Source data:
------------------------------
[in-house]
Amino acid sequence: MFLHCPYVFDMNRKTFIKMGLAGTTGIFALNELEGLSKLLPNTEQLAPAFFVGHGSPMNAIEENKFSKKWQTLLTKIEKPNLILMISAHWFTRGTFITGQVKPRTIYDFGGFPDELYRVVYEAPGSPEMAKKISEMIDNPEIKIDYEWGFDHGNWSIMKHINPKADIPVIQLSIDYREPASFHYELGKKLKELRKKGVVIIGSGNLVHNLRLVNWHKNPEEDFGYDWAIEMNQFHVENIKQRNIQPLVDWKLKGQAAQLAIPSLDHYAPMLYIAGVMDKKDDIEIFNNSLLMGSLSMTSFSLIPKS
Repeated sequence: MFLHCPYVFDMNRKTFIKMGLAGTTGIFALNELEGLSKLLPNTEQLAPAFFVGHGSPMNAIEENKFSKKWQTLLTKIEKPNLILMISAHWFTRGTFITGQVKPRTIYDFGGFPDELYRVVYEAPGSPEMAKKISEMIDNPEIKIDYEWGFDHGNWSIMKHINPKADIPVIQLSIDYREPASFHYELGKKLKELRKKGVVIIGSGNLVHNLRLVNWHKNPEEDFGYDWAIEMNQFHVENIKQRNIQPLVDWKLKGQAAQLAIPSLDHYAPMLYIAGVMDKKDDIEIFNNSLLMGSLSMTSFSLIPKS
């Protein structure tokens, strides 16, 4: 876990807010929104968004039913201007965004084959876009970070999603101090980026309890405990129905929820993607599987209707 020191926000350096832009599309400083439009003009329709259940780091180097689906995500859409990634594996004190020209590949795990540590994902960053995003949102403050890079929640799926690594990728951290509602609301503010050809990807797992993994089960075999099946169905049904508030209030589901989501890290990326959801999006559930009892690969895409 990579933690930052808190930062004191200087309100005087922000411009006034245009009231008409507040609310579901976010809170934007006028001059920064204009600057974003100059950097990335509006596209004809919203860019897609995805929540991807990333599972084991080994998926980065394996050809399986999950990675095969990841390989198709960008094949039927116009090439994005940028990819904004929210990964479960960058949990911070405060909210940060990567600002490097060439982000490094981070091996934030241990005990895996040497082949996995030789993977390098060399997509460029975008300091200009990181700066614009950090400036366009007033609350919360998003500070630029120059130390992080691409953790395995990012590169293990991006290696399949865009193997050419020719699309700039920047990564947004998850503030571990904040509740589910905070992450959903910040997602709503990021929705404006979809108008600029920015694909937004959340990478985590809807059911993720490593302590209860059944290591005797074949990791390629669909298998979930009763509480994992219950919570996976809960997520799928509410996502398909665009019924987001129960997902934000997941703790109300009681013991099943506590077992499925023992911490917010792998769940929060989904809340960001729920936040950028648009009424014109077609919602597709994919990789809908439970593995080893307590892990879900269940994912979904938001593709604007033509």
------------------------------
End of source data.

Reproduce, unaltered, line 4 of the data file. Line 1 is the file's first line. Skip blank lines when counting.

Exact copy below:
């Protein structure tokens, strides 16, 4: 876990807010929104968004039913201007965004084959876009970070999603101090980026309890405990129905929820993607599987209707 020191926000350096832009599309400083439009003009329709259940780091180097689906995500859409990634594996004190020209590949795990540590994902960053995003949102403050890079929640799926690594990728951290509602609301503010050809990807797992993994089960075999099946169905049904508030209030589901989501890290990326959801999006559930009892690969895409 990579933690930052808190930062004191200087309100005087922000411009006034245009009231008409507040609310579901976010809170934007006028001059920064204009600057974003100059950097990335509006596209004809919203860019897609995805929540991807990333599972084991080994998926980065394996050809399986999950990675095969990841390989198709960008094949039927116009090439994005940028990819904004929210990964479960960058949990911070405060909210940060990567600002490097060439982000490094981070091996934030241990005990895996040497082949996995030789993977390098060399997509460029975008300091200009990181700066614009950090400036366009007033609350919360998003500070630029120059130390992080691409953790395995990012590169293990991006290696399949865009193997050419020719699309700039920047990564947004998850503030571990904040509740589910905070992450959903910040997602709503990021929705404006979809108008600029920015694909937004959340990478985590809807059911993720490593302590209860059944290591005797074949990791390629669909298998979930009763509480994992219950919570996976809960997520799928509410996502398909665009019924987001129960997902934000997941703790109300009681013991099943506590077992499925023992911490917010792998769940929060989904809340960001729920936040950028648009009424014109077609919602597709994919990789809908439970593995080893307590892990879900269940994912979904938001593709604007033509």